The first ever death attributed to marijuana use has proponents and opponents of the drug’s legalization up in arms.
In a study of the sharp increase of emergency room calls in Colorado following that state’s legalization of marijuana for recreational use, one report attributed the death of an 11-month-old boy to the ingestion of the drug. A subsequent study that looked deeper into the boy’s death determined the actual cause of death was an inflammation of the heart muscles, which was either caused or exacerbated by the presence of THC—the psychotropic chemical found in marijuana—in his bloodstream.
Studies in the past, however, have already established a likely connection between heart-related deaths and marijuana use, both in the U.S. and in Europe. More research is under way to test the direct link and see how various levels of use and exposure impact pre-existing conditions.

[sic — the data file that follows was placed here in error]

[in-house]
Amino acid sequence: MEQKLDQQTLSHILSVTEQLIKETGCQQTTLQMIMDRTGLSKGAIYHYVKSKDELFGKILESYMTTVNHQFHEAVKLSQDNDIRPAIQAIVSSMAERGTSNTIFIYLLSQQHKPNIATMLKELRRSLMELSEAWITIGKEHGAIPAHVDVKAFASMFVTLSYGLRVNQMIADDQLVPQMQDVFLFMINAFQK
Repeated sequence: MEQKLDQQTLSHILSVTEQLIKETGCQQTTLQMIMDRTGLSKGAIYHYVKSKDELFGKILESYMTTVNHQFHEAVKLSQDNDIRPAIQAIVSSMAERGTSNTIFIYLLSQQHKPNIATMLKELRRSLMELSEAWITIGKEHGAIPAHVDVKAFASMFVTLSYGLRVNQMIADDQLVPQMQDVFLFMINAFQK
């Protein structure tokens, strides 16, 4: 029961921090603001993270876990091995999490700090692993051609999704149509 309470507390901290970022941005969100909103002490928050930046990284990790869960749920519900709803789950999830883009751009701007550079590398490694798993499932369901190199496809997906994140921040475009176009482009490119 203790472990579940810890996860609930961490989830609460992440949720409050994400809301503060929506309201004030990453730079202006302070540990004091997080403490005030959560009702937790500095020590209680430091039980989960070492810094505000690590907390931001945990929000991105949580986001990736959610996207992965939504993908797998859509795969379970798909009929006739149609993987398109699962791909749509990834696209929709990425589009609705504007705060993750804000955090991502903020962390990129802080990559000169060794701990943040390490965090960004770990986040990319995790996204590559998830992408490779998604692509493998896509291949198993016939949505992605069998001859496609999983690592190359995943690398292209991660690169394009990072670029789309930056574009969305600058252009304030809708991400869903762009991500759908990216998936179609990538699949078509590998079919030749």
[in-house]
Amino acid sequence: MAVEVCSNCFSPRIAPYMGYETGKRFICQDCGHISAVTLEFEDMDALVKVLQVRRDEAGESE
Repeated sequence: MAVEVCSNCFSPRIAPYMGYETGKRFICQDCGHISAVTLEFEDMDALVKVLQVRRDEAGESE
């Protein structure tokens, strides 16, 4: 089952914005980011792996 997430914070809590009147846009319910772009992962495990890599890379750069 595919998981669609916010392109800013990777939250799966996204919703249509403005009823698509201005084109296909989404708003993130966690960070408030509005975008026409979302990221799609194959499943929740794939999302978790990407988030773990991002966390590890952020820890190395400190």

The direct connection between the presence of the drug in the Colorado child and his death is admittedly shaky, which has a number of marijuana proponents up in arms about the researchers’ claims. They say he results were stilted in order to give ammo to opponents who want the legalization overturned.
But, some proponents are forced to admit Colorado’s attempts to prevent accidental ingestion of “edibles” by children have been complete failures. Emergency room visits have doubled, while poison-control calls have quintupled for children who accidentally eat the drug.
In most cases, those exposures have resulted in minor outpatient treatments, but there have been major medical emergencies related to THC exposure.
Adding an attributed death to the mix has opponents of legalization outraged that more isn’t being done to rein in the problem. Meanwhile, more states are considering legalization.